Problematic Healthcare Insurance: A Comparison with Successful Models
Abbreviated Journal Title
Soc. Work Public Health
Coverage; doctor; economy; health; health care insurance; market; patient; socialism; universal health care; MANAGED COMPETITION; SYSTEM; Public, Environmental & Occupational Health; Social Work
This article analyzes the experiences of problematic health insurance models in Canada, France, Germany, and Spain, based on news reports, facts, and data. Those nations were selected because they represent typical socialist economies with nationalized health insurance systems. Major findings are that (a) these health insurance systems are not cheap, (b) they sometimes contribute to governments' own financial deficits, (c) there are significant restrictions for access to private health care, (d) many services are not covered, and (e) the insurance plans create conflict as to what treatment options are offered. The author also provides a description of the current U.S. health care insurance model and compares it with the European socialist model. What comes subsequently is an examination of two ideal models of efficient health care insurance: the ones of Switzerland and the Netherlands. This analysis ends with a discussion section that provides implications for U.S. health care and offers suggestions for future research.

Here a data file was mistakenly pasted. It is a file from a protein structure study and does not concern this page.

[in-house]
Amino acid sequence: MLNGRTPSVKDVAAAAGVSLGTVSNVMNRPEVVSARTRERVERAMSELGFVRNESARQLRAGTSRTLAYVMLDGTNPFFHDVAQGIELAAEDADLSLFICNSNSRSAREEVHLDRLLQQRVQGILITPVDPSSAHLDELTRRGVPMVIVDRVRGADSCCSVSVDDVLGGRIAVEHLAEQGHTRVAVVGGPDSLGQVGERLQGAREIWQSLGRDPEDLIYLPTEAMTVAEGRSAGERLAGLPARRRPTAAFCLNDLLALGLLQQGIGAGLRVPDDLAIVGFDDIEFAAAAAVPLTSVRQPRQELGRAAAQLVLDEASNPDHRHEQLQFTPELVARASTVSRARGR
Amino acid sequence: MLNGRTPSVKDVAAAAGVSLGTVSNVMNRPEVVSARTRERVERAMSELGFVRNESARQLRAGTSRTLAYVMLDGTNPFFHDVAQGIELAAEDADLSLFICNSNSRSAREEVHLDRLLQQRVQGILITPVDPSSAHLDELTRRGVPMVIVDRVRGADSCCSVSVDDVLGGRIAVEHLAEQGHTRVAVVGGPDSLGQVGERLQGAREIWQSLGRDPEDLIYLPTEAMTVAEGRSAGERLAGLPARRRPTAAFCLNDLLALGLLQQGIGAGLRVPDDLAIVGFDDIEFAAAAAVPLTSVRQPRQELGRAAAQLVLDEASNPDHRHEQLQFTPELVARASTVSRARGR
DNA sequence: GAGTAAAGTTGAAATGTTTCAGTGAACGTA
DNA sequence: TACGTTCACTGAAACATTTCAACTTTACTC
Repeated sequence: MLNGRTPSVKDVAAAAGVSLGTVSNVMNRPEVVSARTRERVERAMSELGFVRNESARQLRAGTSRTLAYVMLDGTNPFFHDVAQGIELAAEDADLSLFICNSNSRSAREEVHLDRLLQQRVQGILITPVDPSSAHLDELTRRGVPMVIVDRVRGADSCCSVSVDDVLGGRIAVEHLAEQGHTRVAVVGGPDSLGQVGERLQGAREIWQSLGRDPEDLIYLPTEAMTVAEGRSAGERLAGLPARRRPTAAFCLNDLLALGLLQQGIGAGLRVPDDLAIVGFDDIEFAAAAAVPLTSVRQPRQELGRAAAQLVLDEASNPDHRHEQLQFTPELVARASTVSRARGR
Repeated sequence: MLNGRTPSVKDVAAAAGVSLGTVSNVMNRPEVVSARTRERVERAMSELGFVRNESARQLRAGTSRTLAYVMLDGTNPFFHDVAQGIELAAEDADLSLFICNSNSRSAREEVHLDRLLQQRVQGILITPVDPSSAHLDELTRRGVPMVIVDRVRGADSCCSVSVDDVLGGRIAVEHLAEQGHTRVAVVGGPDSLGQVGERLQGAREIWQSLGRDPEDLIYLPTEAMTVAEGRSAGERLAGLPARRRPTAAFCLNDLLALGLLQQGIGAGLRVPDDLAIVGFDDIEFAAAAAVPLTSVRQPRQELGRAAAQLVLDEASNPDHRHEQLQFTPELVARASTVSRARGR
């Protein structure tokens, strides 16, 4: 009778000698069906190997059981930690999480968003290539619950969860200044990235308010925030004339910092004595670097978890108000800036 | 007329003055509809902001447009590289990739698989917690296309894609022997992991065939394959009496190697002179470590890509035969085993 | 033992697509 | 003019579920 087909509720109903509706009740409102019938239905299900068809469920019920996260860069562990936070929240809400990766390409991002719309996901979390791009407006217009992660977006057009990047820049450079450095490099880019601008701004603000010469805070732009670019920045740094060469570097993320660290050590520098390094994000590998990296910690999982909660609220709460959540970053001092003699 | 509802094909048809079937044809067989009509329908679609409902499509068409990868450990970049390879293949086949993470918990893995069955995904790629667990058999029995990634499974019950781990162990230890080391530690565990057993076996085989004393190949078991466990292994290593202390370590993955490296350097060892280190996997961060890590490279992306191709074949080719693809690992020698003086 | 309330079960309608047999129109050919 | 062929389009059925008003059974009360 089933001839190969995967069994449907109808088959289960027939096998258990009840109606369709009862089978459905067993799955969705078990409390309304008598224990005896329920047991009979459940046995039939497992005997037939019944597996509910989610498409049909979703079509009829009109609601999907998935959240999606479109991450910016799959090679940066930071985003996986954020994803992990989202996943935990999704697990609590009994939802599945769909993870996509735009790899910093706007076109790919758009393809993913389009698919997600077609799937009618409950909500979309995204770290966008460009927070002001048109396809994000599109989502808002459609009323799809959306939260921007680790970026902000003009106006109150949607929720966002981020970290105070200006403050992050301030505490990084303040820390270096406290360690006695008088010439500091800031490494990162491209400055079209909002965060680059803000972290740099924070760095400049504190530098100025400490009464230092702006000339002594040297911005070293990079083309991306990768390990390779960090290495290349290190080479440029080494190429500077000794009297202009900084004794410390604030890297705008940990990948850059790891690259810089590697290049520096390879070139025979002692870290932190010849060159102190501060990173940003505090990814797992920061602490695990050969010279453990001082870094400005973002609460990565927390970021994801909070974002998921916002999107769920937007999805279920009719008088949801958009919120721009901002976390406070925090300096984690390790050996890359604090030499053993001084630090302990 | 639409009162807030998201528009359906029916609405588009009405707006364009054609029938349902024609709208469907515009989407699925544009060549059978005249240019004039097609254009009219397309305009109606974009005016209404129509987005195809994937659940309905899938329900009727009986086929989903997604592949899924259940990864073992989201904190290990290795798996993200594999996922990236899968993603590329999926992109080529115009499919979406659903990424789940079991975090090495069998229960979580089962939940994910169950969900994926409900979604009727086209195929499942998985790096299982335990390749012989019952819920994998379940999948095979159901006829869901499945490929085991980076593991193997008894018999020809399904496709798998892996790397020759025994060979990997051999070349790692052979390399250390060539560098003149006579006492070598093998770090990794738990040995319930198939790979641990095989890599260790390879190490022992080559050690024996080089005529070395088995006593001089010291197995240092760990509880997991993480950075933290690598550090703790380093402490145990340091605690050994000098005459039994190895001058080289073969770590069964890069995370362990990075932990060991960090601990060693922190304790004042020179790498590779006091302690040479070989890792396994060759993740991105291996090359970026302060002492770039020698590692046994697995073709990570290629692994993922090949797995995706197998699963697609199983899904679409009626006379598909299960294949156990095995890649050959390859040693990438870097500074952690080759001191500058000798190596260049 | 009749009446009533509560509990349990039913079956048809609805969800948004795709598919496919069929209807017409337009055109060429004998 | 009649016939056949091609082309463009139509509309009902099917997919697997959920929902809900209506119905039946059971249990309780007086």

Social Work in Public Health
"Problematic Healthcare Insurance: A Comparison with Successful Models" (2014). Faculty Bibliography 2010s. 5810.